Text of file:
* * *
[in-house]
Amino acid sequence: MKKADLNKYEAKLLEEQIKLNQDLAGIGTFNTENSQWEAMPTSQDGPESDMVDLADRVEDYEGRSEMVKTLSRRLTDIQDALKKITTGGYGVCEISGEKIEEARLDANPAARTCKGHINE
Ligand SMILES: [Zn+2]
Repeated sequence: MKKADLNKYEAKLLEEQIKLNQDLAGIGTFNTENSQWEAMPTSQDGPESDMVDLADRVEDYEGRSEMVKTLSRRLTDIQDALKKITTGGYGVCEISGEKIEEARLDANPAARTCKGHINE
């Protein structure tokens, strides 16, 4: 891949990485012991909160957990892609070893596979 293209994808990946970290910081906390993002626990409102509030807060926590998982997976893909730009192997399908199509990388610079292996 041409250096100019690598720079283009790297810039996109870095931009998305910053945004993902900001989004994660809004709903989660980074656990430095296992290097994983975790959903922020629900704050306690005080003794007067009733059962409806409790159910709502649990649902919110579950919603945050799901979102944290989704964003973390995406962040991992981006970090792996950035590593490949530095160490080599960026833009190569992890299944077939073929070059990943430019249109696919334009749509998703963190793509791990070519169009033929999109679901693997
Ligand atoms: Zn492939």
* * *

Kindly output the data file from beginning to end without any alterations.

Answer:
[in-house]
Amino acid sequence: MKKADLNKYEAKLLEEQIKLNQDLAGIGTFNTENSQWEAMPTSQDGPESDMVDLADRVEDYEGRSEMVKTLSRRLTDIQDALKKITTGGYGVCEISGEKIEEARLDANPAARTCKGHINE
Ligand SMILES: [Zn+2]
Repeated sequence: MKKADLNKYEAKLLEEQIKLNQDLAGIGTFNTENSQWEAMPTSQDGPESDMVDLADRVEDYEGRSEMVKTLSRRLTDIQDALKKITTGGYGVCEISGEKIEEARLDANPAARTCKGHINE
């Protein structure tokens, strides 16, 4: 891949990485012991909160957990892609070893596979 293209994808990946970290910081906390993002626990409102509030807060926590998982997976893909730009192997399908199509990388610079292996 041409250096100019690598720079283009790297810039996109870095931009998305910053945004993902900001989004994660809004709903989660980074656990430095296992290097994983975790959903922020629900704050306690005080003794007067009733059962409806409790159910709502649990649902919110579950919603945050799901979102944290989704964003973390995406962040991992981006970090792996950035590593490949530095160490080599960026833009190569992890299944077939073929070059990943430019249109696919334009749509998703963190793509791990070519169009033929999109679901693997
Ligand atoms: Zn492939």